The failure of Bank of New England Corp. and fast-approaching deadlines for repaying debt have shaken investor confidence in MNC Financial Inc., the region's biggest bank company, which has seen its already-depressed stock price nearly cut in half this week to close yesterday at an all-time low.

Shares of the Baltimore-based parent of American Security Bank and Maryland National Bank fell for the fourth consecutive day yesterday, down 50 cents to close at $1.87 1/2. MNC stock had traded as high as $23 a share in the past year, before a mountain of souring real estate loans and concerns over the company's ability to pay off its debt sent the stock price spiraling downward.

Analysts said the rampant selling of MNC stock, which finished last week at $3.37 1/2, was sparked by increasing concern over MNC's viability, an issue that was highlighted when the federal government seized Bank of New England late Sunday, protecting its depositors but wiping out the value of Bank of New England stock.

Both MNC and Bank of New England gorged on real estate loans in the 1980s, and both have been hard hit by the deteriorating real estate market.

"Everybody was waiting to see if {Bank of New England} would go under," said John Heffern, a banking analyst with Alex. Brown & Sons Inc. in Baltimore. "Watching those shareholders get wiped out was really unsettling."

Adding to investors' skittishness are impending deadlines for repaying debt. On Monday, MNC must pay $375 million to a syndicate of bank creditors led by J.P. Morgan & Co. On Tuesday, another $271 million owed to investors in MNC's long-term debt is due.

Although MNC has sold several subsidiaries to raise money, it does not have enough cash on hand to make both payments. It is possible, analysts said, that J.P. Morgan could extend the Monday deadline if it is convinced MNC is moving forward quickly with the sale of its prized credit card subsidiary, MBNA America Corp.

To help persuade J.P. Morgan, sources said, MNC has authorized Goldman, Sachs & Co. to move forward next week with presentations to investors that could lead to a sale of MBNA America stock to the public. MNC has been trying to sell the subsidiary privately, but interest has been limited by numerous factors, especially the size of the subsidiary, which is the fourth-largest bank card operation in the nation.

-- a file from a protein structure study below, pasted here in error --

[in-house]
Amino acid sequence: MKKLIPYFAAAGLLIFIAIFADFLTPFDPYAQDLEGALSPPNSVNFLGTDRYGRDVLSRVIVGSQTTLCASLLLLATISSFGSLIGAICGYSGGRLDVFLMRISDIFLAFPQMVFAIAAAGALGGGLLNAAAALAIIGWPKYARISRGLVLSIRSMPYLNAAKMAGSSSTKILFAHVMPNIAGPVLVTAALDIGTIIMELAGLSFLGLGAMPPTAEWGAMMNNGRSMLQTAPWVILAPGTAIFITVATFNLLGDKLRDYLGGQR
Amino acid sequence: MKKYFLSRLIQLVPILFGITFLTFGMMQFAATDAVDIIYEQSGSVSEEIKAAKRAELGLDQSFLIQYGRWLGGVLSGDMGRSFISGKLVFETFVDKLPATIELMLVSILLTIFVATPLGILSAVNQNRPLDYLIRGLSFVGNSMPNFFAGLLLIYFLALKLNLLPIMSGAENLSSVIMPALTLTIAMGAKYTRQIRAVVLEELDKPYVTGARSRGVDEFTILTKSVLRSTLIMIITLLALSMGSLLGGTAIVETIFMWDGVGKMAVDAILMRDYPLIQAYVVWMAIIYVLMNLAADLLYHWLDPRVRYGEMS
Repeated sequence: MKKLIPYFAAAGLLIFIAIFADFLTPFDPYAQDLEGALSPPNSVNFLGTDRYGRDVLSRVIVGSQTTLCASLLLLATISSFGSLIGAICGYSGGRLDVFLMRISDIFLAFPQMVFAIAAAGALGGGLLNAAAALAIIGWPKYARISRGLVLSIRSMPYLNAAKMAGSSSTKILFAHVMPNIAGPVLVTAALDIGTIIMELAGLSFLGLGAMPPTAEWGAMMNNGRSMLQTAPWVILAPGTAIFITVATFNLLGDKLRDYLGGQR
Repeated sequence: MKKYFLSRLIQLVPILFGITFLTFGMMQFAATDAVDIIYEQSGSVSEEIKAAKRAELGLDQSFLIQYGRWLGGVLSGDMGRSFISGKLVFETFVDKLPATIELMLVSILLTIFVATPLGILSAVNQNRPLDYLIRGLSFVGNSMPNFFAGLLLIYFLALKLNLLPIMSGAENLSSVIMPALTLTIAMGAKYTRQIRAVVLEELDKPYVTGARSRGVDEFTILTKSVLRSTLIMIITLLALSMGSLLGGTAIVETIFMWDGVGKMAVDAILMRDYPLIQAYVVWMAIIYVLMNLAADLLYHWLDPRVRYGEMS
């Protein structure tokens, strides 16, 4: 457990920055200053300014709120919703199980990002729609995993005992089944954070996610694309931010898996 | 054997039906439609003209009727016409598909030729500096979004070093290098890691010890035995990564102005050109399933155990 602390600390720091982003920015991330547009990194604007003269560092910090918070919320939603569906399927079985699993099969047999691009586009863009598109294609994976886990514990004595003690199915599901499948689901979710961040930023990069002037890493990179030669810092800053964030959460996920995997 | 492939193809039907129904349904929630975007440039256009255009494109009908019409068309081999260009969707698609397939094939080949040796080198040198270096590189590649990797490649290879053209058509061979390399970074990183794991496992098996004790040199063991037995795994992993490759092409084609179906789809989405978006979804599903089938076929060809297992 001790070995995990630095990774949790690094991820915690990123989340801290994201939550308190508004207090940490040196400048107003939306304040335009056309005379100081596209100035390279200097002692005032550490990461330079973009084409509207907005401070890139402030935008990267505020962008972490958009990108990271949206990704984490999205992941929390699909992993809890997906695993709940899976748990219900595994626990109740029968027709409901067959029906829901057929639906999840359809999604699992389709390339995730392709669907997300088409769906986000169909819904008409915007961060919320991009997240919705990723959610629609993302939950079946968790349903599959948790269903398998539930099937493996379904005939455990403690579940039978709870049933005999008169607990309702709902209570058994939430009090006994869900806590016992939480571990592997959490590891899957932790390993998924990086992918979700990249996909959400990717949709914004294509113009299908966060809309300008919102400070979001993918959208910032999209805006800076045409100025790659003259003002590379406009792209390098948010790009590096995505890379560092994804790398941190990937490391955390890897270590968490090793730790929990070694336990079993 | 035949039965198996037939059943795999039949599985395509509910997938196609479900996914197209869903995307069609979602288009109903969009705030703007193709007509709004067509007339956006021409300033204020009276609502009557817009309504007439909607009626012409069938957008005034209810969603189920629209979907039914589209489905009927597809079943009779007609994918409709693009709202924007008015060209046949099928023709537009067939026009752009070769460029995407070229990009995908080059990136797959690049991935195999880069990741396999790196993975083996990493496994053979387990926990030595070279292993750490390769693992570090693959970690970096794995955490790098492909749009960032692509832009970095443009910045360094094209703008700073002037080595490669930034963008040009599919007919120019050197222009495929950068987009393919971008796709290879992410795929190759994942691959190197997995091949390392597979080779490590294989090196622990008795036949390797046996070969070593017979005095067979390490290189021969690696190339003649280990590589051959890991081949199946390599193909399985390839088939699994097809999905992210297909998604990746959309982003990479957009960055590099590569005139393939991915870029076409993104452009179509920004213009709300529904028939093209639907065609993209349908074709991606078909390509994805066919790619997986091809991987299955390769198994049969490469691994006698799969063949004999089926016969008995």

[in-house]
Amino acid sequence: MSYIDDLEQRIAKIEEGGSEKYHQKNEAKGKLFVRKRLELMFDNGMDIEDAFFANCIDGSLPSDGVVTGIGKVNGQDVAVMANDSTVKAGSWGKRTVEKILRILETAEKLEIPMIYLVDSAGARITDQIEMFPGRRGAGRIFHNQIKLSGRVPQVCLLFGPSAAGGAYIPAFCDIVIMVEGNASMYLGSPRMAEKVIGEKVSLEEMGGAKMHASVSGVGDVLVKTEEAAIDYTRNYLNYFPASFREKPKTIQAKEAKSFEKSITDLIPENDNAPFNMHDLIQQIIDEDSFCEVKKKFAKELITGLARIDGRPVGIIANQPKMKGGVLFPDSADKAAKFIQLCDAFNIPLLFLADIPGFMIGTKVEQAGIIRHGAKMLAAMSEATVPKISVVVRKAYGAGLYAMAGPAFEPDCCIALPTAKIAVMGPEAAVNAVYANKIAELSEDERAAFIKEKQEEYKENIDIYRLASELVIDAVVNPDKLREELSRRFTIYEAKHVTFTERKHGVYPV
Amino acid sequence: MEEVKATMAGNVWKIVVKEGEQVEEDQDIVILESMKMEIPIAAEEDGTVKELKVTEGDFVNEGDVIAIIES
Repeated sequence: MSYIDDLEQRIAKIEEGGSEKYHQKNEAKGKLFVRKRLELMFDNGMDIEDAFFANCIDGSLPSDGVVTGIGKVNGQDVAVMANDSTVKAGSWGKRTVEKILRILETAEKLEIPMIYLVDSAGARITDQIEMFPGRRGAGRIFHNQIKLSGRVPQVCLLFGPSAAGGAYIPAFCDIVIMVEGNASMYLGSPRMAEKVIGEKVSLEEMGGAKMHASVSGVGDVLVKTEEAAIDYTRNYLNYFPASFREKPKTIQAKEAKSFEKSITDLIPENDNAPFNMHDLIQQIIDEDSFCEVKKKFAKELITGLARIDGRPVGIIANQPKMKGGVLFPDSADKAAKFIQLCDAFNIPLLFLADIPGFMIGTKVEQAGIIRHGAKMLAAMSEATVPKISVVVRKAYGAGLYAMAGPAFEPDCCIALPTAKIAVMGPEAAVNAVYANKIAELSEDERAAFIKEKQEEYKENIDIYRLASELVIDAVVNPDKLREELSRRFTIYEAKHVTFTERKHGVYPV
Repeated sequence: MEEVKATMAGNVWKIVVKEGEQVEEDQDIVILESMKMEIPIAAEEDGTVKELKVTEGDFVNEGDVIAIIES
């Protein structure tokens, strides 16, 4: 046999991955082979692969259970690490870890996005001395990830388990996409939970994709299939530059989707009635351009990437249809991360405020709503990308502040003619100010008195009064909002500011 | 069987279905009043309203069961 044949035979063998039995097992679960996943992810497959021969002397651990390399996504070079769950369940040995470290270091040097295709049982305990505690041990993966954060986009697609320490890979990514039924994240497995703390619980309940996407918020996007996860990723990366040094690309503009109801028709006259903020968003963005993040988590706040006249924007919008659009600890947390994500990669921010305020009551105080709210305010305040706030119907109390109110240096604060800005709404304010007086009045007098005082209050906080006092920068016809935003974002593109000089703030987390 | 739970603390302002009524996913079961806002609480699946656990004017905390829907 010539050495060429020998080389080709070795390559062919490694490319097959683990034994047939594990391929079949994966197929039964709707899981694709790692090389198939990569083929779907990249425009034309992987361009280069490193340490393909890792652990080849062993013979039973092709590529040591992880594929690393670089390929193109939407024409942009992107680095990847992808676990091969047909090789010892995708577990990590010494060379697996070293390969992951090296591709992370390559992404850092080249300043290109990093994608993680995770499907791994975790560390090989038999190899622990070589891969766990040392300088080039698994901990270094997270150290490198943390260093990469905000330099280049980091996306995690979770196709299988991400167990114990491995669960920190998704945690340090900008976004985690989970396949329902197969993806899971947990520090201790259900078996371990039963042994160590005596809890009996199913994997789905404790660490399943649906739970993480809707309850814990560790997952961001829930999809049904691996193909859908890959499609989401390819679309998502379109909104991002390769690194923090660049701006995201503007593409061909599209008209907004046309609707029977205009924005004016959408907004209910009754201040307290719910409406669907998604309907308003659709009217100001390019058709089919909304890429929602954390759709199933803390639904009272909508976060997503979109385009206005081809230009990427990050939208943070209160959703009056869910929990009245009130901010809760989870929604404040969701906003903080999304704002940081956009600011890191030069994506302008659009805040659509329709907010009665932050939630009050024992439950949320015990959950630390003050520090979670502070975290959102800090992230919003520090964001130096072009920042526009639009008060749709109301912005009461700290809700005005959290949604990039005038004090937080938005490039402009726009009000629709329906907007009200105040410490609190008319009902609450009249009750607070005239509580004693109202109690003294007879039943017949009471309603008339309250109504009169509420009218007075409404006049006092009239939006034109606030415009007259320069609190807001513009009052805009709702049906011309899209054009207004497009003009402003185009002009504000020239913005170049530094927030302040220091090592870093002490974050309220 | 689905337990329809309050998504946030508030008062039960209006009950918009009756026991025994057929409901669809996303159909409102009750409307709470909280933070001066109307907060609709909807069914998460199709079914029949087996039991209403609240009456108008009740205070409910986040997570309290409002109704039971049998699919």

The cool reception by private bidders prompted MNC last month to file a statement with the Securities and Exchange Commission outlining initial terms of the stock offering. Sources said MNC will file a final prospectus today, authorizing the sale of 45 million shares for about $20 each. If the issue is fully subscribed, it would mean a cash infusion, before Goldman Sachs's fees, of about $900 million -- far less than the $1.5 billion analysts had estimated the credit card company was worth.

"They're walking a very thin line," said Frank J. Barcocy, an analyst with the capital market unit of Merrill Lynch & Co. in New York. "The survivability near-term of MNC is very much contingent upon a sale of MBNA."

Daniel J. Finney, spokesman for MNC, said the bank company has not abandoned a private deal but "is keeping its options open."

A draft of the prospectus said MNC Chairman Alfred Lerner and Progressive Co., Lerner's Cleveland-based insurance firm, have agreed to purchase up to 30 percent of MBNA if stock in the credit card operation is sold, sources said. MNC officials would not confirm whether Lerner still intends to make such a purchase, which would have to be approved by the Federal Reserve.

Sources said the possibility of a public stock offering would put pressure on the private bidders, which include General Electric Co.'s credit subsidiary and a team of NCNB Corp. and the Canadian Imperial Bank of Commerce. None of those firms would confirm its interest in the credit card operation.

One obstacle facing potential purchasers is the enormous amount of "goodwill" -- the amount they would pay over the value stated for MBNA on MNC's books. The existence of that goodwill would hurt the earnings of any buyer, a factor that bank regulators and rating agencies likely would frown upon.